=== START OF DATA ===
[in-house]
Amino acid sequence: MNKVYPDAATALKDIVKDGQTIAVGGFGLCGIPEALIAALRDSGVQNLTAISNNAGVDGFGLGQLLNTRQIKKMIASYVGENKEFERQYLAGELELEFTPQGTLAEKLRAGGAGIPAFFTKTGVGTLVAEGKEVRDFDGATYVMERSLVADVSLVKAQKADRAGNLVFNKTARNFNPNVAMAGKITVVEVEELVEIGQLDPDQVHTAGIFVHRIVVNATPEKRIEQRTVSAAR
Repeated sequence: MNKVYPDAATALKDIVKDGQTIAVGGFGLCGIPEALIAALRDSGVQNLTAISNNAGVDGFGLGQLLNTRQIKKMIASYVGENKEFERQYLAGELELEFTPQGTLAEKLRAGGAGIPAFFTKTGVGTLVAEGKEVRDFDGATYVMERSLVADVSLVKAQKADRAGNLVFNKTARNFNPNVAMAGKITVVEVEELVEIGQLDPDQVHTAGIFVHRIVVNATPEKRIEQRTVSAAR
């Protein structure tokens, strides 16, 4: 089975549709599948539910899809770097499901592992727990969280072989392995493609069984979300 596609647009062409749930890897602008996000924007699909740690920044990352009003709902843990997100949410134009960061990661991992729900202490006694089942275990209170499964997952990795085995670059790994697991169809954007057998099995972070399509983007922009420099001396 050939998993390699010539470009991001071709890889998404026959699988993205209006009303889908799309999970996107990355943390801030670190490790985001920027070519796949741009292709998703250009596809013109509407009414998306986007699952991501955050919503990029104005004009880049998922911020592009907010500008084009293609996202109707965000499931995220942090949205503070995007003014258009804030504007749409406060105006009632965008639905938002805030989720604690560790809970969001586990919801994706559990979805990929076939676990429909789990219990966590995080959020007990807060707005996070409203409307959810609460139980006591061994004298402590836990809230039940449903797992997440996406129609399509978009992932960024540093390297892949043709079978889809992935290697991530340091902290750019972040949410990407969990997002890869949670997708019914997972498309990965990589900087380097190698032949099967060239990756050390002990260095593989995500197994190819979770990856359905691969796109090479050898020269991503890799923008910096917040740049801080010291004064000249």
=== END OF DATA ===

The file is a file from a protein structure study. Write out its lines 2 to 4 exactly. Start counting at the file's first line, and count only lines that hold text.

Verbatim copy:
Amino acid sequence: MNKVYPDAATALKDIVKDGQTIAVGGFGLCGIPEALIAALRDSGVQNLTAISNNAGVDGFGLGQLLNTRQIKKMIASYVGENKEFERQYLAGELELEFTPQGTLAEKLRAGGAGIPAFFTKTGVGTLVAEGKEVRDFDGATYVMERSLVADVSLVKAQKADRAGNLVFNKTARNFNPNVAMAGKITVVEVEELVEIGQLDPDQVHTAGIFVHRIVVNATPEKRIEQRTVSAAR
Repeated sequence: MNKVYPDAATALKDIVKDGQTIAVGGFGLCGIPEALIAALRDSGVQNLTAISNNAGVDGFGLGQLLNTRQIKKMIASYVGENKEFERQYLAGELELEFTPQGTLAEKLRAGGAGIPAFFTKTGVGTLVAEGKEVRDFDGATYVMERSLVADVSLVKAQKADRAGNLVFNKTARNFNPNVAMAGKITVVEVEELVEIGQLDPDQVHTAGIFVHRIVVNATPEKRIEQRTVSAAR
């Protein structure tokens, strides 16, 4: 089975549709599948539910899809770097499901592992727990969280072989392995493609069984979300 596609647009062409749930890897602008996000924007699909740690920044990352009003709902843990997100949410134009960061990661991992729900202490006694089942275990209170499964997952990795085995670059790994697991169809954007057998099995972070399509983007922009420099001396 050939998993390699010539470009991001071709890889998404026959699988993205209006009303889908799309999970996107990355943390801030670190490790985001920027070519796949741009292709998703250009596809013109509407009414998306986007699952991501955050919503990029104005004009880049998922911020592009907010500008084009293609996202109707965000499931995220942090949205503070995007003014258009804030504007749409406060105006009632965008639905938002805030989720604690560790809970969001586990919801994706559990979805990929076939676990429909789990219990966590995080959020007990807060707005996070409203409307959810609460139980006591061994004298402590836990809230039940449903797992997440996406129609399509978009992932960024540093390297892949043709079978889809992935290697991530340091902290750019972040949410990407969990997002890869949670997708019914997972498309990965990589900087380097190698032949099967060239990756050390002990260095593989995500197994190819979770990856359905691969796109090479050898020269991503890799923008910096917040740049801080010291004064000249």